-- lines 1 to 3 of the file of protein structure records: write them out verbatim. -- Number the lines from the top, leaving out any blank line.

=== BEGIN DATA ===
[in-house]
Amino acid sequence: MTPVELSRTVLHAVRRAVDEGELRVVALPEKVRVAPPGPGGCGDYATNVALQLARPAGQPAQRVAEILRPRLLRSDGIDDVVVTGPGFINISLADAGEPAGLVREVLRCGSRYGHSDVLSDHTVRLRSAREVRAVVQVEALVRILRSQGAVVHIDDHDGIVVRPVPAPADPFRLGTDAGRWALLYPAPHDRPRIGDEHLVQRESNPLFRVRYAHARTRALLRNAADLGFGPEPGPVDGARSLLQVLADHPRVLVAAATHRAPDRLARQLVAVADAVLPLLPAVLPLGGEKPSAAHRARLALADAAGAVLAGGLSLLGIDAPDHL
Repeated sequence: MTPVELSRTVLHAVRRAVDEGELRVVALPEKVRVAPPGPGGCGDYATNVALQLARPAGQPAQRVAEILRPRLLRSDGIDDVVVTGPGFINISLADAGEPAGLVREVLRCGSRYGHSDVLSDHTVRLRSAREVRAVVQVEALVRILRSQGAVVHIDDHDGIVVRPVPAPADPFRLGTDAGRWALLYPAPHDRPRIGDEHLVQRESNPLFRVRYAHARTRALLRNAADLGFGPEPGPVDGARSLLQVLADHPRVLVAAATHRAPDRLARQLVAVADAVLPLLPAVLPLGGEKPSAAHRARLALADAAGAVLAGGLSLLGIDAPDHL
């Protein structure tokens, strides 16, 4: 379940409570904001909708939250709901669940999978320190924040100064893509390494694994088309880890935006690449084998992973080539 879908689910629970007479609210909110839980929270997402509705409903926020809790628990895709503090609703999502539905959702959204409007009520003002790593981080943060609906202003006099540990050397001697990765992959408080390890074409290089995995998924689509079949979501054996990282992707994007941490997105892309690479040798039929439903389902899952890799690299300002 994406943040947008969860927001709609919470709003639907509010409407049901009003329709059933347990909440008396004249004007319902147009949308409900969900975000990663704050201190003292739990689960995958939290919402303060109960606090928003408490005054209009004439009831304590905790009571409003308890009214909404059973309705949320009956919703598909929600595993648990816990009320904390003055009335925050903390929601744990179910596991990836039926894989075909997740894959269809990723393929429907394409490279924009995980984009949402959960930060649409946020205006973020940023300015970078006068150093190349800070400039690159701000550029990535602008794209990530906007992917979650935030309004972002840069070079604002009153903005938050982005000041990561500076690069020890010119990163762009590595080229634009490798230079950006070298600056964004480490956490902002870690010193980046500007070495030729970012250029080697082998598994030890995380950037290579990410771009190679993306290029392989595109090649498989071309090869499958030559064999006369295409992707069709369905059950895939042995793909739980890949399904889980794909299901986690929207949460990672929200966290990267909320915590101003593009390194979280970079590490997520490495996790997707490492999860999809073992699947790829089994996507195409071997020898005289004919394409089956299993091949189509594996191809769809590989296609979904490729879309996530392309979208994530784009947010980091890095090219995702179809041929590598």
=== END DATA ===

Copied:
[in-house]
Amino acid sequence: MTPVELSRTVLHAVRRAVDEGELRVVALPEKVRVAPPGPGGCGDYATNVALQLARPAGQPAQRVAEILRPRLLRSDGIDDVVVTGPGFINISLADAGEPAGLVREVLRCGSRYGHSDVLSDHTVRLRSAREVRAVVQVEALVRILRSQGAVVHIDDHDGIVVRPVPAPADPFRLGTDAGRWALLYPAPHDRPRIGDEHLVQRESNPLFRVRYAHARTRALLRNAADLGFGPEPGPVDGARSLLQVLADHPRVLVAAATHRAPDRLARQLVAVADAVLPLLPAVLPLGGEKPSAAHRARLALADAAGAVLAGGLSLLGIDAPDHL
Repeated sequence: MTPVELSRTVLHAVRRAVDEGELRVVALPEKVRVAPPGPGGCGDYATNVALQLARPAGQPAQRVAEILRPRLLRSDGIDDVVVTGPGFINISLADAGEPAGLVREVLRCGSRYGHSDVLSDHTVRLRSAREVRAVVQVEALVRILRSQGAVVHIDDHDGIVVRPVPAPADPFRLGTDAGRWALLYPAPHDRPRIGDEHLVQRESNPLFRVRYAHARTRALLRNAADLGFGPEPGPVDGARSLLQVLADHPRVLVAAATHRAPDRLARQLVAVADAVLPLLPAVLPLGGEKPSAAHRARLALADAAGAVLAGGLSLLGIDAPDHL